I just lost my young (less than 6 months) African Gray. I purchased him at 2 months old and hand feed, ect. After weaning he appeared to be fine and healthy. About a month ago, he was listless, quiet, just not normal. Took to avian vet, they found some hemoraging in the craw, nothing else. Gave me meds to sooth the area when eating, and an antibiotic, he had infection presumably from the craw issue. Was fine, or so seemed, we left on vacation, left bird with another gray owner. 8 days later, needed to go to vet again, some thing, just not right. He died the same day, did autopsy found gizzard was VERY enlarged, no protein in his body. Vet isn't sure if birth defect or genetic. Does any one have a clue? I bought from a private person, they had raised birds, but this was their first clutch of Grays. Vet says that for some reason he was not able to maintain protein, losing somewhere, does anyone know if this gizzard issue could be a reason and if it is a defect or genetic problem?


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May 16, 2010
by: Linda

I'm not sure what you are referring to here. Parrots have crops to digest their food and do not need any kind of grit as this can cause an impaction.Birds with gizzards are the soft bills like songbirds, doves, finches, canaries, etc., and they need grit as it helps them break down the food they eat. They do not shell seeds and eat them whole, so it is harder for them to digest, which is where the gizzard comes in. Parrots have a crop that partially digests food and empties it into the stomach.

If you are a novice at handfeeding, then this is where the damage could have occurred or at the inexperienced breeder's. Hand feeding with a syringe is a learned skill and it is not a snap to learn either. There are many problems that can arise when handfeeding with a syringe. One is putting the syringe too far into bird's mouth. Only the tip end needs to go into the mouth. The other problem that can sometimes arise is feeding either too hot or too cold formula. With too hot formula, the crop is burned causing a chronic irritation that will not allow the bird's crop to pre-digest food before going into the stomach.Too cold, and the crop cannot process food, and it rots. Soft bill birds like finches, songbirds, doves, crows, have gizzards where they store small rocks and grit to help in the grinding of their food which they normally swallow whole. Parrots do not eat like this so do not need a gizzard to store rocks in and never need any grit.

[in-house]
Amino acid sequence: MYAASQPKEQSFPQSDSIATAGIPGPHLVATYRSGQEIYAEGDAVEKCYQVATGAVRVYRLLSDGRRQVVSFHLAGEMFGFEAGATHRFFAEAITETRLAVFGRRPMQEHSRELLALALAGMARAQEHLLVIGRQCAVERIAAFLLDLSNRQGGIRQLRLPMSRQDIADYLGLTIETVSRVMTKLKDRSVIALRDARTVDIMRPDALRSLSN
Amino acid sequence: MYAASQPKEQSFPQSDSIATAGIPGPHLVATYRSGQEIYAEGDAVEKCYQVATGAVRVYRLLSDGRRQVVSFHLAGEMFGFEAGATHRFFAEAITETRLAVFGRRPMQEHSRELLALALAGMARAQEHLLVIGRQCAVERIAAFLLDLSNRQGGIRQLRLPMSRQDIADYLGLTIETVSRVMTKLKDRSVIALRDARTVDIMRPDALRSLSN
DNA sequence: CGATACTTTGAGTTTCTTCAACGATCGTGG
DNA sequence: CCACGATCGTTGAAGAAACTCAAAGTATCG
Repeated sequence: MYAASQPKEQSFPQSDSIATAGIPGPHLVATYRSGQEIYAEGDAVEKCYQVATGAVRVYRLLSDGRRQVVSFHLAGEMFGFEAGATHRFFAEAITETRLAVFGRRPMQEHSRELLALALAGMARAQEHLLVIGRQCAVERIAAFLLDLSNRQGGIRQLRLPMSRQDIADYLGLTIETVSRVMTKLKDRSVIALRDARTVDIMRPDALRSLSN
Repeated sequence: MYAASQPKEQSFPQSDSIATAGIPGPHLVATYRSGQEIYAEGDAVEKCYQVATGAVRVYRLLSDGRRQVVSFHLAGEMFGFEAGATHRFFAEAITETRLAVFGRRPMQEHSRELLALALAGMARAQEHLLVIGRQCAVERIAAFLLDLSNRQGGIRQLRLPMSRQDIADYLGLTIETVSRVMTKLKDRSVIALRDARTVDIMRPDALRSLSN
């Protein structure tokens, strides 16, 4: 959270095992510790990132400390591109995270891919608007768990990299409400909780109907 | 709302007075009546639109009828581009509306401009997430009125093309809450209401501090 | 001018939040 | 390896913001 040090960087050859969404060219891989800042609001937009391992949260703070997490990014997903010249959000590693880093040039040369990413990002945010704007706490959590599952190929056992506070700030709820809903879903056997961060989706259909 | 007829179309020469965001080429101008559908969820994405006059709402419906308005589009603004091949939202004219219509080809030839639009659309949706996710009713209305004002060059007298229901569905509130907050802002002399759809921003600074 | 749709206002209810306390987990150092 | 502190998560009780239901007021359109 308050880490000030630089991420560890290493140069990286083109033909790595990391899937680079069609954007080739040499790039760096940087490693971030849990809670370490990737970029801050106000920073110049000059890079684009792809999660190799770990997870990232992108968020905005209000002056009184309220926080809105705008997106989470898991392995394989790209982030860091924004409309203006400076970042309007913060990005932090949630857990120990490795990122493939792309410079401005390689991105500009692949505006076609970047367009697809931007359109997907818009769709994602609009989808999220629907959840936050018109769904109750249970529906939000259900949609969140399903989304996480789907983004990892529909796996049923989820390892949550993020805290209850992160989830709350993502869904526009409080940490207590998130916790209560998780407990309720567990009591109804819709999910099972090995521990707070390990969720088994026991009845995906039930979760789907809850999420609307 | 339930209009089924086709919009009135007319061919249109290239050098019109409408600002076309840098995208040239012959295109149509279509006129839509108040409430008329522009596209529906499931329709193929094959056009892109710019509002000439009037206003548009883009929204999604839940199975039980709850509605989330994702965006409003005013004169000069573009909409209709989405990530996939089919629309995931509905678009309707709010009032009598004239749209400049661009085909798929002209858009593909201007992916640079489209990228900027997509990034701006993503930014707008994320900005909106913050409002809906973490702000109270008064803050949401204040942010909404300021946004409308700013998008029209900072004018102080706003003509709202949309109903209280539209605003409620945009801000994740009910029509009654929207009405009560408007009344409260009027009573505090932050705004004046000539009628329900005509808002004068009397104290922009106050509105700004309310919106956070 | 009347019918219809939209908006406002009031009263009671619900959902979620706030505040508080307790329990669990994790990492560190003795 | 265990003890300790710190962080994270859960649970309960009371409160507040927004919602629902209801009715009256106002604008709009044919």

If the vet did not find any infections either bacterial or viral, then this was a problem that came during handfeeding. May I suggest you take in NO MORE baby birds until they have been finished off with handfeeding by the breeder. As I said, handfeeding is NOT the snap a lot of people think it is as there can be many problems arise that a seasoned breeder/feeder will not have and the novice will.

So, to answer your question, I don't think this was genetic, I think this was an injury to the crop when bird was being handfed either by you or the breeder he came from. You said they were also novices, so considering his age when acquired, I would say the breeder injured this bird and did not even know they did.

Novices CANNOT GO OUT ON THEIR OWN AND START HANDFEEDING BABY BIRDS. They have to kind of apprentice with an experienced feeder to learn all the joys and possible pitfalls of this.

We are sorry for your loss, and please talk with the breeder so they can be better prepared before the next clutch of babies is born. They need to learn how to handfeed so they can show people buying their birds the correct way to make the formula and feed the babies. Breeder is kind of handing down a death sentence for some of her birds because of not taking the time to learn with an experienced breeder/feeder.So very sorry!

Thanks for writing,

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